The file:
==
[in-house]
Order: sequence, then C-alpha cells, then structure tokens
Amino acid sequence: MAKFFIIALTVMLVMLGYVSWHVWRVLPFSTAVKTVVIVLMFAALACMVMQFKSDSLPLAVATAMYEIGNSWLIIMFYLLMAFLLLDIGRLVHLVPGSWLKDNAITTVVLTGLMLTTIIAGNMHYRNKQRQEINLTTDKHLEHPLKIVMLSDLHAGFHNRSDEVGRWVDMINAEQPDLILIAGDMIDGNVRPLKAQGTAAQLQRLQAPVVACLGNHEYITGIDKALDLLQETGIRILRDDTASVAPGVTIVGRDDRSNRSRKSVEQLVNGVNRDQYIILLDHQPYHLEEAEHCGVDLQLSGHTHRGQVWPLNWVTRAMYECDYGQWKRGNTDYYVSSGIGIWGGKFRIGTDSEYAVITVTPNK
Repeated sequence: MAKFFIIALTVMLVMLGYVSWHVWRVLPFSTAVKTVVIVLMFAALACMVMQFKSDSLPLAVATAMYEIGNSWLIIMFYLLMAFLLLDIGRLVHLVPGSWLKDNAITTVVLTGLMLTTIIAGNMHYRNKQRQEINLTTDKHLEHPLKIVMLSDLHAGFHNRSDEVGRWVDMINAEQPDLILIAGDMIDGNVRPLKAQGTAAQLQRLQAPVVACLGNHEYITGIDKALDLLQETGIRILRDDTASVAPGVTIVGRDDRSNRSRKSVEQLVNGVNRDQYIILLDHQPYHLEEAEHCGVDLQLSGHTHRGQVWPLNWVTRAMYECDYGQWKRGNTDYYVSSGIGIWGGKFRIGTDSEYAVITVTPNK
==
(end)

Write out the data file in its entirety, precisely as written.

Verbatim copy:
[in-house]
Order: sequence, then C-alpha cells, then structure tokens
Amino acid sequence: MAKFFIIALTVMLVMLGYVSWHVWRVLPFSTAVKTVVIVLMFAALACMVMQFKSDSLPLAVATAMYEIGNSWLIIMFYLLMAFLLLDIGRLVHLVPGSWLKDNAITTVVLTGLMLTTIIAGNMHYRNKQRQEINLTTDKHLEHPLKIVMLSDLHAGFHNRSDEVGRWVDMINAEQPDLILIAGDMIDGNVRPLKAQGTAAQLQRLQAPVVACLGNHEYITGIDKALDLLQETGIRILRDDTASVAPGVTIVGRDDRSNRSRKSVEQLVNGVNRDQYIILLDHQPYHLEEAEHCGVDLQLSGHTHRGQVWPLNWVTRAMYECDYGQWKRGNTDYYVSSGIGIWGGKFRIGTDSEYAVITVTPNK
Repeated sequence: MAKFFIIALTVMLVMLGYVSWHVWRVLPFSTAVKTVVIVLMFAALACMVMQFKSDSLPLAVATAMYEIGNSWLIIMFYLLMAFLLLDIGRLVHLVPGSWLKDNAITTVVLTGLMLTTIIAGNMHYRNKQRQEINLTTDKHLEHPLKIVMLSDLHAGFHNRSDEVGRWVDMINAEQPDLILIAGDMIDGNVRPLKAQGTAAQLQRLQAPVVACLGNHEYITGIDKALDLLQETGIRILRDDTASVAPGVTIVGRDDRSNRSRKSVEQLVNGVNRDQYIILLDHQPYHLEEAEHCGVDLQLSGHTHRGQVWPLNWVTRAMYECDYGQWKRGNTDYYVSSGIGIWGGKFRIGTDSEYAVITVTPNK